236 Canterbury Law R eview [Vol 22, 2016]
of copyright, patent and trade marks.1 at is changing. In Europe, the EU
Trade Secrets Directive seeks to harmonise the law governing the protection
of trade secrets across Europe.2 In the United States, a federal law on trade
secrets has recently been introduced.3 At an international level, the Trans-
Paci c Partners hip,4 and negotiations concerning the Trans-Atlantic Trade
and Investment Partnership have also put trade secret protection into focus.5
e increased attention given to trade secret protection is linked to policy
goals a bout promoting innovation.6 Eective protection of trade secrets is
also said to encourage collaborative research between traders.7 e evidence
for these benets, at least in Europe, may be equivocal.8 However, at a local
level, evidence and anecdotal reports indicate that New Zeala nd rms do
use and value secrecy as a way of preventing appropriation of innovation by
others.9 Trade secrets, then, are important – and increasingly so. Yet, when
one comes to assess the nature and ecacy of New Zealand ’s law concerning
the protection of trade secrets, one may be struck by the lack of explicit
mention of the term trade secret in the “law books”. Under the civil law,
there is no legislation governing the protection of trade secrets. is raises
the question whether, despite its widespread use, the term trade secret has
any legal meaning. is article seeks to answer this question by determining
what, if anything, the term trade secret means under New Zealand law and
how this aects the legal protection of secret commercial information.
I claim that under New Zea land law the term trade secret has no settled
doctrinal meaning and is moored in some ambiguity. One of the reasons for
1 Sharon K. Sande en “e Cinderella of Intellect ual Property Law: Trade Secre ts” in Peter K.
Yu ed Intellectual Propert y and Information Wealth: Issues and P ractices in the Digital Age ( Vol
2) (Praeger Perspect ives, Westport, Conn 2007) 399 at 399: “In m any ways, trade secret law
is the Cinderell a of the intellectual proper ty law eld”.
2 Directive (EU) 2 016/943 of the European Parl iament and of the Council of 8 June 2016 on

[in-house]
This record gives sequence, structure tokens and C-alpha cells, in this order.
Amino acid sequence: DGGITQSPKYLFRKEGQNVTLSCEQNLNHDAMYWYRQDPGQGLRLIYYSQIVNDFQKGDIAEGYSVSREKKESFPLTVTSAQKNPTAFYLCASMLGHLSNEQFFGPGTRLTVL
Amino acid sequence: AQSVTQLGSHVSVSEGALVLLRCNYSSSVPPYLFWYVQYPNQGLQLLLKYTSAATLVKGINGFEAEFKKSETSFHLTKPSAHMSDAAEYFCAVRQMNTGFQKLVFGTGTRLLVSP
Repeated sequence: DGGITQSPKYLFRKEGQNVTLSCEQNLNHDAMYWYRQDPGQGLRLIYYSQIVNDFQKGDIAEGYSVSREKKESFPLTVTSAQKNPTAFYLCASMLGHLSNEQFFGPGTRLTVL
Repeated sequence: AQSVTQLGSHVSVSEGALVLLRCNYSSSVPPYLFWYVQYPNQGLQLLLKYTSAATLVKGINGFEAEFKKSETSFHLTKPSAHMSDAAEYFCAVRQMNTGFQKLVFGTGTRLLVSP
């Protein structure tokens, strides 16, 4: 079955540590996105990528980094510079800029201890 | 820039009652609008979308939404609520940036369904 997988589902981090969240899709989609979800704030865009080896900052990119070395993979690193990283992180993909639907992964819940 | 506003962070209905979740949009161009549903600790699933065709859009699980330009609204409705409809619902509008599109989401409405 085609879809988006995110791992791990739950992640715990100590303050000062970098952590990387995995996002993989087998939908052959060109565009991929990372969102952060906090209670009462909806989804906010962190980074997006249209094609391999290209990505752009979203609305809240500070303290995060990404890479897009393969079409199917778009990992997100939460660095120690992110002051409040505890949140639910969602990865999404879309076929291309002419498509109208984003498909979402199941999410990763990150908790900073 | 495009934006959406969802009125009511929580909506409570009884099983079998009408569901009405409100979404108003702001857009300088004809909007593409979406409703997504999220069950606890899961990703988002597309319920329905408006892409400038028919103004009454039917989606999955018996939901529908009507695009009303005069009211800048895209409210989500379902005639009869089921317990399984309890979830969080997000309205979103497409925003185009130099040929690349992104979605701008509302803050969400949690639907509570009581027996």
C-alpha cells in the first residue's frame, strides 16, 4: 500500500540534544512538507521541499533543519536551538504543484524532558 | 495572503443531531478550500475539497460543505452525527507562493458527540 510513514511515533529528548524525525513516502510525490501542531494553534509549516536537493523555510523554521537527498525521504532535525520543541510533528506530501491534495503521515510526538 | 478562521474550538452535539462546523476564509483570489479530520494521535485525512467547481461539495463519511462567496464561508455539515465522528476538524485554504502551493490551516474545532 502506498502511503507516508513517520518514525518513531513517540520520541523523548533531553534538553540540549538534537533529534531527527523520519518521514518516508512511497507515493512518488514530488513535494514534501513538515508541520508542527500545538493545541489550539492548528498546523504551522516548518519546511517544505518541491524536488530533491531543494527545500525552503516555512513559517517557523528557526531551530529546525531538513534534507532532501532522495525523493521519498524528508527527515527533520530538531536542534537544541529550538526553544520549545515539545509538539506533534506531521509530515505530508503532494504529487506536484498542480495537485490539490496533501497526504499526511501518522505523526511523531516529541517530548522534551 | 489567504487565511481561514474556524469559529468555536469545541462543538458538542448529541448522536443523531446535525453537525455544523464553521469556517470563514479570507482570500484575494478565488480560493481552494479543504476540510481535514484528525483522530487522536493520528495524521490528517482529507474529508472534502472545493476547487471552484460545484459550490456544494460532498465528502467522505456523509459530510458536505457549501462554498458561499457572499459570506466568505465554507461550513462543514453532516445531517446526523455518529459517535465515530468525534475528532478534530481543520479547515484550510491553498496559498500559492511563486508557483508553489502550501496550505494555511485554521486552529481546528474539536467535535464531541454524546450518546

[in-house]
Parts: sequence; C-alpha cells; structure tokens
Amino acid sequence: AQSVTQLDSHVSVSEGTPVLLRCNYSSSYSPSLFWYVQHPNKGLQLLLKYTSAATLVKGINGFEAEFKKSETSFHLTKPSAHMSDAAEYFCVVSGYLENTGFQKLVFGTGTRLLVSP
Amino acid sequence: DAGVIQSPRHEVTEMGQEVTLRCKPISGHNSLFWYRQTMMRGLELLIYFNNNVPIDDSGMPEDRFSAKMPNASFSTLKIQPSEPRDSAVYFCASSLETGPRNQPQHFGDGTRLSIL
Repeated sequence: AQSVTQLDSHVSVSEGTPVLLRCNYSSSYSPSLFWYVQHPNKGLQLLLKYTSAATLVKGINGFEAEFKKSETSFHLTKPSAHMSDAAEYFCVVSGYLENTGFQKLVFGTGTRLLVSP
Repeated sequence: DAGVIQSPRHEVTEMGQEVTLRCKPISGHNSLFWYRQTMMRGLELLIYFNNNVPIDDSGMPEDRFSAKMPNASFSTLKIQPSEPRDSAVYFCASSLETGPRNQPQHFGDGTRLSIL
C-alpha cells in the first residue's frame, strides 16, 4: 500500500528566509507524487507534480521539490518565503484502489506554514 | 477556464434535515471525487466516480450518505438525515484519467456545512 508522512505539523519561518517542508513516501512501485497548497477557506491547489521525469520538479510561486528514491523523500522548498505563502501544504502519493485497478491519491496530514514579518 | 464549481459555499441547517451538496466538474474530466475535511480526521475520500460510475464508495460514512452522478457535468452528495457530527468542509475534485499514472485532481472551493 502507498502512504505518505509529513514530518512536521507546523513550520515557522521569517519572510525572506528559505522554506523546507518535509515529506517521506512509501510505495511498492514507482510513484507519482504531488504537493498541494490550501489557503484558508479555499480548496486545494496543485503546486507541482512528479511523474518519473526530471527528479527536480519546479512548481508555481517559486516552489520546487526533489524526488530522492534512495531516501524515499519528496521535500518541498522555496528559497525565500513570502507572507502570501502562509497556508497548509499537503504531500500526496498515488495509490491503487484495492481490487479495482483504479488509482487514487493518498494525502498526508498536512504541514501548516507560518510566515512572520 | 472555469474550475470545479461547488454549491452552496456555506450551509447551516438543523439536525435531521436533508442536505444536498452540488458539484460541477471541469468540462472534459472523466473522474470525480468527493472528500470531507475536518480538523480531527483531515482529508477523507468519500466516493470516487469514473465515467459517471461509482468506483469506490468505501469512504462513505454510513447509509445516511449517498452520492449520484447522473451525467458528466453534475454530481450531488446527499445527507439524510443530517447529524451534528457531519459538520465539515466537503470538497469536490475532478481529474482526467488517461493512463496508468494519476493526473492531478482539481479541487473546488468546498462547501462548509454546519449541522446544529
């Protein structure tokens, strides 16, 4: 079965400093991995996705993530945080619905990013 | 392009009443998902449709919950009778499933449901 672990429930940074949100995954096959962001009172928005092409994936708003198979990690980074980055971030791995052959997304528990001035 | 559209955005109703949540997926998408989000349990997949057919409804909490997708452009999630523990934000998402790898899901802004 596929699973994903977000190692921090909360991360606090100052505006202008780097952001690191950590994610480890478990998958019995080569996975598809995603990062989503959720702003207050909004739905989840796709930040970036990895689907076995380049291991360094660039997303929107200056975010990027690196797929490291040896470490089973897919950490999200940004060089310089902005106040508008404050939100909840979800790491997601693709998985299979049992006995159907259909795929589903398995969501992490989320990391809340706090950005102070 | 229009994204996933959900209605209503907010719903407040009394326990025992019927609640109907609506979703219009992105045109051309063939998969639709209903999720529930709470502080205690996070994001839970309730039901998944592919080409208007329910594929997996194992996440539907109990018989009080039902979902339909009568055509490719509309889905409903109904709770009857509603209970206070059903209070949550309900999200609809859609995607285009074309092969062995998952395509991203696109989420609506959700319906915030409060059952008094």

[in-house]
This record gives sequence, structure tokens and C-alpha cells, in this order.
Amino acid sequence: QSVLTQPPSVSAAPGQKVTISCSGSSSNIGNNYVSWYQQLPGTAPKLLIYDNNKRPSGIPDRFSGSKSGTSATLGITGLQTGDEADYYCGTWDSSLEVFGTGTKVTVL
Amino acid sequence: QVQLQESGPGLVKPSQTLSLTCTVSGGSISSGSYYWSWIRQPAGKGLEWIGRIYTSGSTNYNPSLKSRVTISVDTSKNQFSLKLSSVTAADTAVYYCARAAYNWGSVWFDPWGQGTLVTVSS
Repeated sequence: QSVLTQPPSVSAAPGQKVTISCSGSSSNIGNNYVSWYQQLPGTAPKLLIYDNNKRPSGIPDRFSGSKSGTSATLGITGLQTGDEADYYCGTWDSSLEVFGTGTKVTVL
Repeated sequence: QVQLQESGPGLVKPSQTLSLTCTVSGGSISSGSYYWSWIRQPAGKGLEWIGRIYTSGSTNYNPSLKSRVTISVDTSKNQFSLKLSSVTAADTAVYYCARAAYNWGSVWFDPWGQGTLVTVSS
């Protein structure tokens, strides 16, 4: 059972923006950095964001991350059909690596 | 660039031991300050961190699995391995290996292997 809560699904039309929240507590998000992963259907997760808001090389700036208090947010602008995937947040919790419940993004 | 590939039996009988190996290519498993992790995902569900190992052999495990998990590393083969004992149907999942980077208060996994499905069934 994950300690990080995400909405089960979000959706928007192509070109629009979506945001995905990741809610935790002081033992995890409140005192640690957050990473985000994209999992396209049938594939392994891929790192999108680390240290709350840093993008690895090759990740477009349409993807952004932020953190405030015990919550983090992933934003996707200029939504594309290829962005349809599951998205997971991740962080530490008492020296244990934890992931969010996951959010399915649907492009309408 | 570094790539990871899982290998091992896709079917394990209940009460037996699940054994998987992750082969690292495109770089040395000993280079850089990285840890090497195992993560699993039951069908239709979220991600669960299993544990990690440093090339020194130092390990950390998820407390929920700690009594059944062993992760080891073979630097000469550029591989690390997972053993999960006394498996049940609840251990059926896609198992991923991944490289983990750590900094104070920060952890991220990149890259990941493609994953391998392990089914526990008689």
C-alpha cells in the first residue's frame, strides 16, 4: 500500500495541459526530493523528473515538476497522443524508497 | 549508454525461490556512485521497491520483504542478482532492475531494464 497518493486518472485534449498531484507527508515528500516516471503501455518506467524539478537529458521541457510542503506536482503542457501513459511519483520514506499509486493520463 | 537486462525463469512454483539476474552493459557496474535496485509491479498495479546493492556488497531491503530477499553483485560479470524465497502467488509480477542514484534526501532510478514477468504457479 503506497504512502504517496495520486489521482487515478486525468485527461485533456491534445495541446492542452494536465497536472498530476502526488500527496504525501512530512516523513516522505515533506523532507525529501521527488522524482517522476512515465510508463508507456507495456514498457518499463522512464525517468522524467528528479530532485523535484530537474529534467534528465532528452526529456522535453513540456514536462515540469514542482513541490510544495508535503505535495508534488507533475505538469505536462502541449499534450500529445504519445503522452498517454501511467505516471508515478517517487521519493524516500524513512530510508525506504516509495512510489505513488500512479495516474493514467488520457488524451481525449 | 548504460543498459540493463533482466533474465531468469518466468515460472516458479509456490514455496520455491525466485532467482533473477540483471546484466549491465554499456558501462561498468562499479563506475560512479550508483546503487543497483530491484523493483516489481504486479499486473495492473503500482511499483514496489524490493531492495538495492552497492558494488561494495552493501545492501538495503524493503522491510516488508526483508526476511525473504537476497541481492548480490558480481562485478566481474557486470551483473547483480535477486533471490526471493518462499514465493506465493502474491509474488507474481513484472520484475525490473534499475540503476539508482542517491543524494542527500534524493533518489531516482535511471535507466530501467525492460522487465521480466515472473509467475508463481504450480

the Protection of Undisc losed Know-How and Business In formation (Trade Secrets) Aga inst
eir Unlawfu l Acquisition, Use and Disclosu re [EU Trade Secrets Directive].
3 Defend Trade Secrets Ac t of 2016 [DTSA].
4 See Trans-Pacic Par tnership (signed 26 Februar y 2016) Chapter 18, art 18.78.
5 SI Akhta r and VC Jones “Transatla ntic Trade and Investment Par tnership (TT IP)
Negotiations” (Congressional Repor t R43387, 4 February 2014, Congressional R esearch
Service) avai lable from at 35.
6 For example, one of the justic ations for the EU Trade Secret s Directive is th at protecting
trade secret s “allows creators and in novators to derive prot from their c reation or innovation”
which is “impor tant for busines s competitiveness a s well as for rese arch and development,
and innovation-relat ed performanc e”, see EU Trade Secrets Directive , Recital 2. Sim ilarly,
the DTSA is cha mpioned as a mechanism to promote in novation. See Executive Oc e of the
President “Statement of Admini stration Policy: S. 1890 – Defend Trade Secret s Act of 2016”
(4 April 2016): “Eective protect ion of trade secrets promotes innovat ion…”.
7 EU Trade Secrets Direct ive, Recital 3.
8 See the comments of Tanya Aplin “A Critica l Evaluation of the Proposed EU Trade Secrets
Directive”  4 IPQ 257 at 259-260.
9 Basil Shar p and Owen Morgan R eview of the New Zeal and Intellectu al Property Syst em
(Auckland Un iservices Ltd, Auck land, 22 April 2010) at 84: “[according to an on line survey]
… condential ity agreements are rated the hi ghest in terms of protecting in novations. is
nding is suppor ted by the large majority of rms t hat would choose ‘secrecy’ a s a means of
protecting a new a nd non-obvious invention”.